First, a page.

More than four decades after Muslims slaughtered seven people in a home he owned, Kareem Abdul-Jabbar argues at Time that blaming Islam for the Charlie Hebdo murders says more about our ignorance of Islam than it does about the shortcomings of the religion itself.
“Knowing that these terrorist attacks are not about religion, we have to reach a point where we stop bringing Islam into these discussions,” Abdul-Jabbar insists. “I know we aren’t there yet because much of the Western population doesn’t understand the Islamic religion.”
Forty-two-years ago this Sunday in Washington, D.C., the property that the Hall of Fame center purchased for his Islamic teacher’s use served as a stage for terrorism every bit as shocking as the ghoulish performance at Charlie Hebdo’s Paris office. The Time article by the UCLA and Lakers great strangely never mentions the sectarian bloodbath that occurred under his roof.
The abridged version is that a crew of Philadelphia-based Nation of Islam (NOI) members invaded the home, murdering several adults and children execution style. They drowned a newborn baby in a bathtub. In slaying the children, a ringleader reasoned that “the seed of the hypocrite is in them.” The “hypocrite,” Hamaas Abdul Khaalis, had called NOI leader Elijah Muhammad “a lying deceiver” and judged his followers criminals disgracing the name of Islam in letters imprudently sent to numerous mosques.
Like the Charlie Hebdo murders, the assailants sought to avenge an insult to a venerated religious leader. Like the Charlie Hebdo murders, the assailants executed innocent, defenseless people, including five children ranging from a few days old to a fourth grader. Like the Charlie Hebdo murders, religion, not money or sex or power, primarily motivated the attacks.
“Violence committed in the name of religion is never about religion—it’s ultimately about money,” contends Kareem. It certainly wasn’t about money for multimillionaire 9/11 architect Osama bin Laden or architect-cum-tool Mohamed Atta. The villains who rampaged through Kareem’s house, though surely interested in whatever booty they came across, traveled down I-95 primarily to settle a religious score and not to commit a robbery more easily done closer to home. However poor the Kouachi brothers entered the world, the events that led to their departure from it stemmed from a total disregard for material things because of their fixation with matters spiritual.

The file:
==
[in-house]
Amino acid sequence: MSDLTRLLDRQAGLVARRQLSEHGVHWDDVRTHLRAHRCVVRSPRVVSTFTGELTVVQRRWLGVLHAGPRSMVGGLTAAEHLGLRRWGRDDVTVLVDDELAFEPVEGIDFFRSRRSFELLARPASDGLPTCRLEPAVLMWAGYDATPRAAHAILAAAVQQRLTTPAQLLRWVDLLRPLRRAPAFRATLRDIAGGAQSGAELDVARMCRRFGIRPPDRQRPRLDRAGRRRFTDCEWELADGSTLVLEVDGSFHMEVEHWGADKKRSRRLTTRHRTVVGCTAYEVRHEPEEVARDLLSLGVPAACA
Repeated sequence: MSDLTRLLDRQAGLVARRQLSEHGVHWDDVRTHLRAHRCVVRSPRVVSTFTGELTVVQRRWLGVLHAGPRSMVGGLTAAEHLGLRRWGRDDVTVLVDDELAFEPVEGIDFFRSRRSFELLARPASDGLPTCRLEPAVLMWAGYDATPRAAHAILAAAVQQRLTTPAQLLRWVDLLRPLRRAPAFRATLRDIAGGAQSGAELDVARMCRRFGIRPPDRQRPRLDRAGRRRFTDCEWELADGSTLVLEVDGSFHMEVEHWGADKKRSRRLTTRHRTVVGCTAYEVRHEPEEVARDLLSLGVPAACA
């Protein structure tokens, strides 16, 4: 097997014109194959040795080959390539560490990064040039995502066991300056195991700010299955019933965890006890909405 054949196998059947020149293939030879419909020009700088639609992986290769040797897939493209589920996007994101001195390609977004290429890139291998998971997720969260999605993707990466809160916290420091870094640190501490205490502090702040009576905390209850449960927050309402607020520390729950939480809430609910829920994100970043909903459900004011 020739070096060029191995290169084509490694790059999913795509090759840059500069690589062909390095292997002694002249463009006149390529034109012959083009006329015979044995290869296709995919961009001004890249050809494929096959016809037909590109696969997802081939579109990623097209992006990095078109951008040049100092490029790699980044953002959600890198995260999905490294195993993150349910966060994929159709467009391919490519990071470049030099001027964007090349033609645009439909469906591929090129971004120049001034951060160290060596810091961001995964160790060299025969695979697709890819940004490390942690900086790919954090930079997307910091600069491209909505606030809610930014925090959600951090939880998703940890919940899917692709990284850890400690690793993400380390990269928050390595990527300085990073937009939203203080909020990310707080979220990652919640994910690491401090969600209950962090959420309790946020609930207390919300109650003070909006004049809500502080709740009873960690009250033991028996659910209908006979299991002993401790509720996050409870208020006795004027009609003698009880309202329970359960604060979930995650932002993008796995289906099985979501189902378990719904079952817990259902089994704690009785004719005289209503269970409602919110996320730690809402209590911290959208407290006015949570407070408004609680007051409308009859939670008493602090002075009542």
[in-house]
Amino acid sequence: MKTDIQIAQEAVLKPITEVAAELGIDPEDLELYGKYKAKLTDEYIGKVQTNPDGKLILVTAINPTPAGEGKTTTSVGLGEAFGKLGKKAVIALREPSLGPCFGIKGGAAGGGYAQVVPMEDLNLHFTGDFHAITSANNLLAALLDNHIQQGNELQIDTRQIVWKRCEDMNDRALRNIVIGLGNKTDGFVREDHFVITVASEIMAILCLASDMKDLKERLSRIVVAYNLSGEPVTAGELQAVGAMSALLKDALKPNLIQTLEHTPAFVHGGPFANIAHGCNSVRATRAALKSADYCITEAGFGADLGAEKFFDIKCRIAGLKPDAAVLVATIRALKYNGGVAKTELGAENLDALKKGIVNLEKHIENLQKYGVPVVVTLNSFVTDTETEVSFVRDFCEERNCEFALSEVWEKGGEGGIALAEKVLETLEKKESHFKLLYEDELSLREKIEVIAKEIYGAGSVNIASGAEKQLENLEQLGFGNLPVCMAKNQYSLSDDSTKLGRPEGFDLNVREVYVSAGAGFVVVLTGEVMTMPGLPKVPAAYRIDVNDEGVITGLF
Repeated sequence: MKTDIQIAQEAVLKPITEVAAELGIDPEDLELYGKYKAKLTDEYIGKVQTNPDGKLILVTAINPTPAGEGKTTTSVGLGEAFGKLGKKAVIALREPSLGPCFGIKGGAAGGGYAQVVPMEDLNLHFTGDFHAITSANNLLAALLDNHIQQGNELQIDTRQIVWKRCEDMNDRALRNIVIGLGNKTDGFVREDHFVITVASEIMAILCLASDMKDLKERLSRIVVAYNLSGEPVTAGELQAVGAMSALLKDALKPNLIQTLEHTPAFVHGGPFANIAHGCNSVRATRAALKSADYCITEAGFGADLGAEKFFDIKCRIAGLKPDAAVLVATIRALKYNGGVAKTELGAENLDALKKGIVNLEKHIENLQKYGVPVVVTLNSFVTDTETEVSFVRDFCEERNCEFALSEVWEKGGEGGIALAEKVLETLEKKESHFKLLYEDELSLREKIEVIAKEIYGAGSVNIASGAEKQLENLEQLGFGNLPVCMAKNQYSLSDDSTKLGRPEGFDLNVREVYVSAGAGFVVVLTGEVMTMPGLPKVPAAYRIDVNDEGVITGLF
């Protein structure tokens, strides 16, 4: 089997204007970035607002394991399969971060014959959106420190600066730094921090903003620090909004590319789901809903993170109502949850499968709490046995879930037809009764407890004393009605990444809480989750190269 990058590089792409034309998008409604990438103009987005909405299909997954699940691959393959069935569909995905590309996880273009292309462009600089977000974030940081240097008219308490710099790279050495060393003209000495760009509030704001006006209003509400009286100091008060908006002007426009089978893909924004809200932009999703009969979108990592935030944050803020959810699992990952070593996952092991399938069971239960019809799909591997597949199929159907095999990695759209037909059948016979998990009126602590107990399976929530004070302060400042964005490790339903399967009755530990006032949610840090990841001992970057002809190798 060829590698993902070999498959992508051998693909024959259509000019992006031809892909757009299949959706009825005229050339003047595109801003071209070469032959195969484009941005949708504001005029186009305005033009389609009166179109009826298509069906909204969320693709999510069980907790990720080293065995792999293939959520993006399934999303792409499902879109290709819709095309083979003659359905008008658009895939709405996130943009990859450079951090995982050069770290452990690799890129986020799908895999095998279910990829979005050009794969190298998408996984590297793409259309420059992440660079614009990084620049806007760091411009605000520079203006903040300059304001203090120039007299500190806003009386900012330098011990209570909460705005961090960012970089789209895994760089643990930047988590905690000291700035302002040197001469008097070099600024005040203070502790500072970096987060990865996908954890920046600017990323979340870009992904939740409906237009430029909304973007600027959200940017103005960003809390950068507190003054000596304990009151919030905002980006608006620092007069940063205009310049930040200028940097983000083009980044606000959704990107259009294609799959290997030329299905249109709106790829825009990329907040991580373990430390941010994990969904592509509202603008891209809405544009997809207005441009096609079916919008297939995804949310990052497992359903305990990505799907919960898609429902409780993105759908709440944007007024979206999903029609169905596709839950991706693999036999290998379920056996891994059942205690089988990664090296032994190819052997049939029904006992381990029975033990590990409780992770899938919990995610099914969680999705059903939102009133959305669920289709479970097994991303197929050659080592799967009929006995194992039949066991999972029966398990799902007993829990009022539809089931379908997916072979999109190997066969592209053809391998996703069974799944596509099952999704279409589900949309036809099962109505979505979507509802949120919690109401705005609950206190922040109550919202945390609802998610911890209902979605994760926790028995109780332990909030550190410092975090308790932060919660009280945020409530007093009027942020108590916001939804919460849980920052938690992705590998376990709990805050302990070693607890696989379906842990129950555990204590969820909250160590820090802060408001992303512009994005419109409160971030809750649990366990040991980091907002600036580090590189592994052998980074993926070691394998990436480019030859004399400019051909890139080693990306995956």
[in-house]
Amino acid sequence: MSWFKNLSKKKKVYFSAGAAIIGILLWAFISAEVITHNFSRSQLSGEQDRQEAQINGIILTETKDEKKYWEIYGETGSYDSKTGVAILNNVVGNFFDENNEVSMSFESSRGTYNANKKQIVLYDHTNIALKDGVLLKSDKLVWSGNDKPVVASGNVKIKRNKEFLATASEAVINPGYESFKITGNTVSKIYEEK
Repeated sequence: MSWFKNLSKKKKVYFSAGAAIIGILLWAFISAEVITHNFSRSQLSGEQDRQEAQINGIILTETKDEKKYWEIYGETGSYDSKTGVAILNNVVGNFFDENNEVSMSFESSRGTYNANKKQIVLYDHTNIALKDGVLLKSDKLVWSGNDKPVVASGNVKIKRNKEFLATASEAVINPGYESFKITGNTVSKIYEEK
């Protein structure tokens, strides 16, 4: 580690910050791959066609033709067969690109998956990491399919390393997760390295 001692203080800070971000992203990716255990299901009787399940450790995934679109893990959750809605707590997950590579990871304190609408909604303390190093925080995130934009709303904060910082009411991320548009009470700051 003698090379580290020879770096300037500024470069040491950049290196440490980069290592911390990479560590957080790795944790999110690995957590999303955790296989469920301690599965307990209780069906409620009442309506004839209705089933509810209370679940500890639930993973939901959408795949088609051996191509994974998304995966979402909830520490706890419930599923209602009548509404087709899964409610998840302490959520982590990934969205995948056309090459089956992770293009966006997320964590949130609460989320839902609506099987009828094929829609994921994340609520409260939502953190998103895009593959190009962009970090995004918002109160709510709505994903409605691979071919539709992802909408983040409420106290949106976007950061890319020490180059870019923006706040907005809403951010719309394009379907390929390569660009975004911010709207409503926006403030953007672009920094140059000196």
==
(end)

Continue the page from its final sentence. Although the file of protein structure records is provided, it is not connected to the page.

Ironically, the man to whom Kareem gave a house, and who gave Kareem his name and assigned him a wife, made the same argument back then that the six-time NBA MVP makes now. Khaalis classified the killers of his relatives at their trial as “tricksters and murderers and gangsters that deviate on Islam.” Khaalis, contradicting his own depiction of Islam, conducted a murderous siege in Washington, D.C., a few years later that left a radio journalist dead and Marion Barry wounded.
One feels for Kareem, and every other Muslim horrified by terrorist attacks carried out in the name of their faith. It’s difficult to make sense of people doing something so hateful in the name of something one loves. So rather than reflect on the possible shortcomings of the beliefs that inspired the horrific acts, people caught in Kareem’s conundrum castigate bystanders supposedly misunderstanding the beliefs.
Kareem may be right that Westerners remain too far removed from Islam to understand it. But many Muslims stand too close to Islam to grasp a true picture. Muhammad didn’t tell his followers to turn the other cheek. Like the Black Muslims murdering children in Kareem’s house, and the more orthodox followers of Islam who unleashed carnage in Paris, Muhammad slaughtered heretics, apostates, and nonbelievers. The warrior-prophet set an example, something more powerful than words.
People who haven’t endured the jarring experience of religiously-inspired mass murder occurring in their homes might be forgiven for thinking Zoroastrians and Swedenborgians and Muslims all stand an equal chance of committing such carnage. People whose homes once acted as bloody, sectarian battlegrounds should know better.